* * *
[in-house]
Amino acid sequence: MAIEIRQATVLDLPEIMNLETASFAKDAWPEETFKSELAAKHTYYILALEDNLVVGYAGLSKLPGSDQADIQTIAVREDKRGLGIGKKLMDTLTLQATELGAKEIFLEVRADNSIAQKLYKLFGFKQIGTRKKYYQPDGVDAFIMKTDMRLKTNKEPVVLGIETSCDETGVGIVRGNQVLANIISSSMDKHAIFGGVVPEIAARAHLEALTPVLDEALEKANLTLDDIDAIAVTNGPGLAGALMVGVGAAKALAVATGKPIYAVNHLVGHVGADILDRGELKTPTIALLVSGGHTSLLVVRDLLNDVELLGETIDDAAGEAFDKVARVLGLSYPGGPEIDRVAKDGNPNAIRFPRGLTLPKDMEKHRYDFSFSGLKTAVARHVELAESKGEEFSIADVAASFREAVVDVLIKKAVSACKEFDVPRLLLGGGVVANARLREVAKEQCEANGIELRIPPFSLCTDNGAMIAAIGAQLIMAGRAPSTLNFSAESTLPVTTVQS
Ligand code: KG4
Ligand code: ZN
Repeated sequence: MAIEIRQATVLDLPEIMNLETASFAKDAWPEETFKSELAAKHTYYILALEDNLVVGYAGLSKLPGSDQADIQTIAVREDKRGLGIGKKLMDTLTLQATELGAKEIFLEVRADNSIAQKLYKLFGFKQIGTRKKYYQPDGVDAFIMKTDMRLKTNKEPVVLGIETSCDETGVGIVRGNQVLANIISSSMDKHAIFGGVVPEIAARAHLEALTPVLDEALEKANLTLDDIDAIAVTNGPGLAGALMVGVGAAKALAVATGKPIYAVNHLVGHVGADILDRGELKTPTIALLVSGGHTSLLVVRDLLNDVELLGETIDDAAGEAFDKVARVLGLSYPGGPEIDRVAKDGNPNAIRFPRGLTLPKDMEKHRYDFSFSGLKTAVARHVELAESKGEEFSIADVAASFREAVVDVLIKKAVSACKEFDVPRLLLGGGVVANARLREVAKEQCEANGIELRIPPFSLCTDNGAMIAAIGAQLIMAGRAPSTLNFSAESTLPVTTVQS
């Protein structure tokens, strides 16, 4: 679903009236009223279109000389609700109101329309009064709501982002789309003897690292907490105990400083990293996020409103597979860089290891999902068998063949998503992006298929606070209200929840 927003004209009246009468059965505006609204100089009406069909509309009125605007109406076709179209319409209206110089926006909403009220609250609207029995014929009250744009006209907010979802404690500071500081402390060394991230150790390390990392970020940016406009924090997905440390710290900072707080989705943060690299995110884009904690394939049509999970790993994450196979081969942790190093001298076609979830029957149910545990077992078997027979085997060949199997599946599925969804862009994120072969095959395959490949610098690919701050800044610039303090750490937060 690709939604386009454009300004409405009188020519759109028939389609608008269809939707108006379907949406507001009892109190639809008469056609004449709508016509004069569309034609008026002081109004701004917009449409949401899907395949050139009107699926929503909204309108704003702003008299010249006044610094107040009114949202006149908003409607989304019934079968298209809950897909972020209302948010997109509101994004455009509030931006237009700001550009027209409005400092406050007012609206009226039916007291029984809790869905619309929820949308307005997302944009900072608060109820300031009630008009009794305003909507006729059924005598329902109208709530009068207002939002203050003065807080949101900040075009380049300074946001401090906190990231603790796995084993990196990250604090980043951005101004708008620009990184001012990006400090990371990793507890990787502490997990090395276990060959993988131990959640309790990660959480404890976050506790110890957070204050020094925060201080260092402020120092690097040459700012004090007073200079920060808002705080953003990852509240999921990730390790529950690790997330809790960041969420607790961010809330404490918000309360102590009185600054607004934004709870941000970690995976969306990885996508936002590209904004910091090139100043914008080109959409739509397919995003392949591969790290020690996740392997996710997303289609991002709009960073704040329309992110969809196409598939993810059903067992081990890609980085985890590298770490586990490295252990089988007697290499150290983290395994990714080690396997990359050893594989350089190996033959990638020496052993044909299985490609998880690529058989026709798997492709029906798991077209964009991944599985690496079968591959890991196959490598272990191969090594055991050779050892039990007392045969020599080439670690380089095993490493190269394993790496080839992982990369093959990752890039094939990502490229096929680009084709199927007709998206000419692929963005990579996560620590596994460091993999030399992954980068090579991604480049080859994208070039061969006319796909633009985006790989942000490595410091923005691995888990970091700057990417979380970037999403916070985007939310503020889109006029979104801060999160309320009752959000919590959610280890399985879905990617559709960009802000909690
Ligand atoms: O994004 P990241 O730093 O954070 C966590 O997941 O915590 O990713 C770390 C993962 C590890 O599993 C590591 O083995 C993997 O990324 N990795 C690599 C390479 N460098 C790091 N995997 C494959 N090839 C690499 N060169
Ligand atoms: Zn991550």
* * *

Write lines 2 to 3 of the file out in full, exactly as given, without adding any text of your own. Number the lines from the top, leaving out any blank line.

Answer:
Amino acid sequence: MAIEIRQATVLDLPEIMNLETASFAKDAWPEETFKSELAAKHTYYILALEDNLVVGYAGLSKLPGSDQADIQTIAVREDKRGLGIGKKLMDTLTLQATELGAKEIFLEVRADNSIAQKLYKLFGFKQIGTRKKYYQPDGVDAFIMKTDMRLKTNKEPVVLGIETSCDETGVGIVRGNQVLANIISSSMDKHAIFGGVVPEIAARAHLEALTPVLDEALEKANLTLDDIDAIAVTNGPGLAGALMVGVGAAKALAVATGKPIYAVNHLVGHVGADILDRGELKTPTIALLVSGGHTSLLVVRDLLNDVELLGETIDDAAGEAFDKVARVLGLSYPGGPEIDRVAKDGNPNAIRFPRGLTLPKDMEKHRYDFSFSGLKTAVARHVELAESKGEEFSIADVAASFREAVVDVLIKKAVSACKEFDVPRLLLGGGVVANARLREVAKEQCEANGIELRIPPFSLCTDNGAMIAAIGAQLIMAGRAPSTLNFSAESTLPVTTVQS
Ligand code: KG4